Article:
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Andean Berry (Vaccinium meridionale Swartz) Juice improves plasma antioxidant capacity and IL-6 levels in healthy people with dietary risk factors for colorectal cancer



Vaccinium meridionale is an Andean Berry that contains bioactive compounds with antioxidant and anti-inflammatory properties that can prevent oxidative and pro-inflammatory events associated with colorectal carcinogenesis initiation.


Determine if Andean Berry Juice (ABJ) can improve plasma antioxidant capacity and reduce pro-inflammatory cytokines of healthy people with dietary factors for colorectal cancer.


Nineteen healthy volunteers received 250 mL of ABJ for 14 days. Plasma was obtained before and after the intervention period to analyze antioxidant status through ABTS and isoprostane methods, IL-1β, TNF-α, IL-6 cytokines and total phenolic content were also analyzed by colorimetric methods.


Plasma antioxidant capacity increased (0.222 to 0.555 mM Trolox, p≤0.0001) and isoprostane levels were significantly reduced (264 pg/mL to 197 pg/mL) and positively correlated with the total antioxidant capacity (r = 0.037) after juice consumption, whereas total phenol content decreased (7.08 to 7.04 mg gallic acid equivalent/L, p≤0.0249) at the end of intervention. Plasma IL-6 levels were significantly reduced (p = 0.0230), while IL-1β and TNFα did not show changes after juice intake.


These results indicate that ABJ daily intake improves plasma antioxidant capacity and reduces levels of the pro-inflammatory cytokine IL-6 associated with colorectal carcinogenesis.


Colorectal cancer (CRC) is the third most commonly diagnosed cancer in men and the second in women [1]. The highest prevalence rates have been reported in developed countries, and the lowest rates are found in Africa and South-West Asia [2]. According to the findings of Doll and Peto in 1981 [3] adjusted by Willett in 2005 [4], 35% of deaths caused by CRC are associated with dietary factors, either due to the presence in the diet of carcinogenic agents or due to low intake of foods with preventive properties. According to the study conducted by the World Cancer Research Fund in 2012 [5], there are four dietary factors with convincing and probable evidence that increase the risk of developing CRC: consumption of red meat and processed meat, alcohol consumption, overweight and abdominal fat, and low intake of fiber-containing foods such as fruits, vegetables, cereals and whole grains.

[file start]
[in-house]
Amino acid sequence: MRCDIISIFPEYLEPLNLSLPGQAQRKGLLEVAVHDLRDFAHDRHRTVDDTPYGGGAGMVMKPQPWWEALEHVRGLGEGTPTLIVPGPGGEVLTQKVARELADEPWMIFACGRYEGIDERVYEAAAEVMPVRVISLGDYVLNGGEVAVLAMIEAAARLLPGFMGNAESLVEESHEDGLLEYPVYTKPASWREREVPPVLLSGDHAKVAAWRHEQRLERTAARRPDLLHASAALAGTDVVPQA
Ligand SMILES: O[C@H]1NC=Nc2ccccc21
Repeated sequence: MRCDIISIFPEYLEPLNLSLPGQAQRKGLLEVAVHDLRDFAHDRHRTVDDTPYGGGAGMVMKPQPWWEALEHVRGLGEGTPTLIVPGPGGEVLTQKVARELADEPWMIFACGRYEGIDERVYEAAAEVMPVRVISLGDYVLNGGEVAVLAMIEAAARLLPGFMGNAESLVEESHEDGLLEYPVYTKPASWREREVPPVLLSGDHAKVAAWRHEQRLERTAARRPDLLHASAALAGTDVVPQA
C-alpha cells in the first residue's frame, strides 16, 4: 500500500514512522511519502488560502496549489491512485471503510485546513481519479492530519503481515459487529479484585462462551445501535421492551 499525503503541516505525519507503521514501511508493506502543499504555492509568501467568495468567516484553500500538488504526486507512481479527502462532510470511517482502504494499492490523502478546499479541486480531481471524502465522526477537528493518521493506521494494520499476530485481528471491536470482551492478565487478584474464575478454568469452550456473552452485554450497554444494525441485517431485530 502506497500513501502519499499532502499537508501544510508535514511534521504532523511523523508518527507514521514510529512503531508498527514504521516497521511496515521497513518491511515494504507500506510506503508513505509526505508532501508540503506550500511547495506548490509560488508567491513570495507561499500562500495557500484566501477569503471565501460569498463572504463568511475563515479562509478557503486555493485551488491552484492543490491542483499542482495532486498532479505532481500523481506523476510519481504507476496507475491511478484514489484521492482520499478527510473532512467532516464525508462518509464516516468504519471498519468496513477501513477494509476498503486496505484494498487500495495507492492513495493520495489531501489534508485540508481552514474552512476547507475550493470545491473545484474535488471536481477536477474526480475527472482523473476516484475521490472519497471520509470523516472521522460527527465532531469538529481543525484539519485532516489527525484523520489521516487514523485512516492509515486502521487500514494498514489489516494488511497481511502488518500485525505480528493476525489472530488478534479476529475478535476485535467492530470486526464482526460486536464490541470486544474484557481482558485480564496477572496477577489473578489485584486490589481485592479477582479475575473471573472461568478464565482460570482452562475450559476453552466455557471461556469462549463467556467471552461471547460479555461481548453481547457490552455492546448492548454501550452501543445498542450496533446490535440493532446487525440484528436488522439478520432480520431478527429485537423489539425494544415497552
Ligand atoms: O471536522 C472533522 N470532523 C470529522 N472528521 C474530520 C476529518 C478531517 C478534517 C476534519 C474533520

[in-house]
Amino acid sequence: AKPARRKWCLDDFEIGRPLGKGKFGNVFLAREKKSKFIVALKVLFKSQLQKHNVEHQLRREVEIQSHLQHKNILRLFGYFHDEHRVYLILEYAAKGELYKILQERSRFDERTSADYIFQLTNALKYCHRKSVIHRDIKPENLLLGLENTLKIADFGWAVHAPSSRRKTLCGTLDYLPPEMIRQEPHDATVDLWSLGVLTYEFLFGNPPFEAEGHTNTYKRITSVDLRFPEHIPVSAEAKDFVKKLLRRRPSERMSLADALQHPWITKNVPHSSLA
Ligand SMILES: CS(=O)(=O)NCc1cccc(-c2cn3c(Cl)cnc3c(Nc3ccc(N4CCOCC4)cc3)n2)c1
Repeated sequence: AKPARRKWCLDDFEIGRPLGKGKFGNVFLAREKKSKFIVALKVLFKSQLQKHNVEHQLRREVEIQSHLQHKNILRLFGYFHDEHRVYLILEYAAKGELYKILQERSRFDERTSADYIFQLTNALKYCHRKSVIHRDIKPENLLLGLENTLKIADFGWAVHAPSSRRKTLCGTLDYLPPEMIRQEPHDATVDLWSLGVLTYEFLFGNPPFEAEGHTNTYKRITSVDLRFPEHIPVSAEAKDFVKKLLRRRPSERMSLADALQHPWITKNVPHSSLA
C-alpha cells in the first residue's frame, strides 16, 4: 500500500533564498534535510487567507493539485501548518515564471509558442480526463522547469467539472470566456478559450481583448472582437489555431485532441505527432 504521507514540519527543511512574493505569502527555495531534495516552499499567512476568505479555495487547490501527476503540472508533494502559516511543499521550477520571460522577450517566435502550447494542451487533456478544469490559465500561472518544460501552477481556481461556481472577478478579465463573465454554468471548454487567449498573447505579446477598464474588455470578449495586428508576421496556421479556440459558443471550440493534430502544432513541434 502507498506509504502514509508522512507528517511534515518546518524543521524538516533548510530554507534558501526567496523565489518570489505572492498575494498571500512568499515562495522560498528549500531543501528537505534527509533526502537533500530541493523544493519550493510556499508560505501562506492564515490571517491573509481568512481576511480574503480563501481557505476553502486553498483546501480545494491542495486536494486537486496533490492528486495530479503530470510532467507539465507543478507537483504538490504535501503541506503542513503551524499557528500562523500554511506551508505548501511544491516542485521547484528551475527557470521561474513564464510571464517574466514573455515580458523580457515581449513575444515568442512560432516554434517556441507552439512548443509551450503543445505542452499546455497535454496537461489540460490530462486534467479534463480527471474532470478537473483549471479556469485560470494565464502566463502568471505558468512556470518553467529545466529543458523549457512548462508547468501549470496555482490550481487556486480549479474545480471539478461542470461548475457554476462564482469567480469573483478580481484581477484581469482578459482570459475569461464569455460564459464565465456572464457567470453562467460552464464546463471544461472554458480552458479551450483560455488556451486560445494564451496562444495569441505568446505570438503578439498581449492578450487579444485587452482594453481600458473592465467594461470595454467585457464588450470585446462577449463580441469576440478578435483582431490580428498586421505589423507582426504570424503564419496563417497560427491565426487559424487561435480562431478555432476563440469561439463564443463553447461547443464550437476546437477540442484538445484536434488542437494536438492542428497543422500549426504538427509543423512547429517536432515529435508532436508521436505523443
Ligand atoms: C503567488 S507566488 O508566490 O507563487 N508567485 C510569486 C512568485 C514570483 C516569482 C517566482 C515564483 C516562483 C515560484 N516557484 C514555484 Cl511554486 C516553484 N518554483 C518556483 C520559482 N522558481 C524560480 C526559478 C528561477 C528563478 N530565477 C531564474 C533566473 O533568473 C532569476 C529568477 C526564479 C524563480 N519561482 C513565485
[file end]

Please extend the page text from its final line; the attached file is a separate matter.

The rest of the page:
The consumption of red meat is associated with higher levels in the colonic mucosa of nitrates, amines, sulfur, ammonia, branched-chain amino acids and hydrogen sulfide (H2S) associated with a pro-inflammatory state [6, 7]. Alcohol is a prominent carcinogen because excessive consumption leads to the increase of intracellular levels of Reactive Oxygen Species (ROS) [7, 8] that induces chromosomal abnormalities, DNA damage, epigenetic changes, and up-regulation of TNF-α [9]. In addition, alcohol oxidates membrane phospholipids that may be subsequently transformed into isoprostanes, which have been implicated in the progression of carcinogenesis [10]. This type of pro-inflammatory diet leads to oxidative stress activate transcription factors such as the NF-κ pathway associated with the increase in the expression of pro-inflammatory IL-1β, TNFα and IL-6 cytokines [11] involved in the colorectal carcinogenesis initiation [12–15].

Among the chemopreventive mechanisms against CRC present in fruits from the Vaccinium genus, the antioxidant and anti-inflammatory properties have gained special attention. These fruits are a source of poly (phenolic) compounds identified as bioactive, and are able to modulate the expression of molecules involved in the development of CRC as observed in vitro and in vivo studies [16–19].

Vaccinium meridionale Swartz, Andean Berry, is a native Colombian plant that belongs to the Ericaceae family. The fruit is a dark purple globose berry when ripe and has been considered as a potential functional food, due to its high content of phenolic compounds and anthocyanins, giving it an antioxidant capacity similar or greater to the reported values for other Vaccinium species [20, 21]. Maldonado et al 2014 [22] reported the antioxidant capacity of an aqueous extract obtained from this fruit, as well as cytotoxic and anti-proliferative activities against colon adenocarcinoma cells [23]. Recently, Agudelo et al. [24] reported that ABJ inhibits the growth of colon adenocarcinoma cells by apoptotic mechanisms. Therefore, taking into account the importance of health benefits of fruit consumption against colon carcinogenesis, and that juices are a good strategy to increase their intake, we aimed to determine the effect of Andean Berry Juice consumption on the antioxidant capacity of plasma and pro-inflammatory biomarkers in healthy individuals with dietary risk factors for CRC.

2Materials and methods

2.1Plant material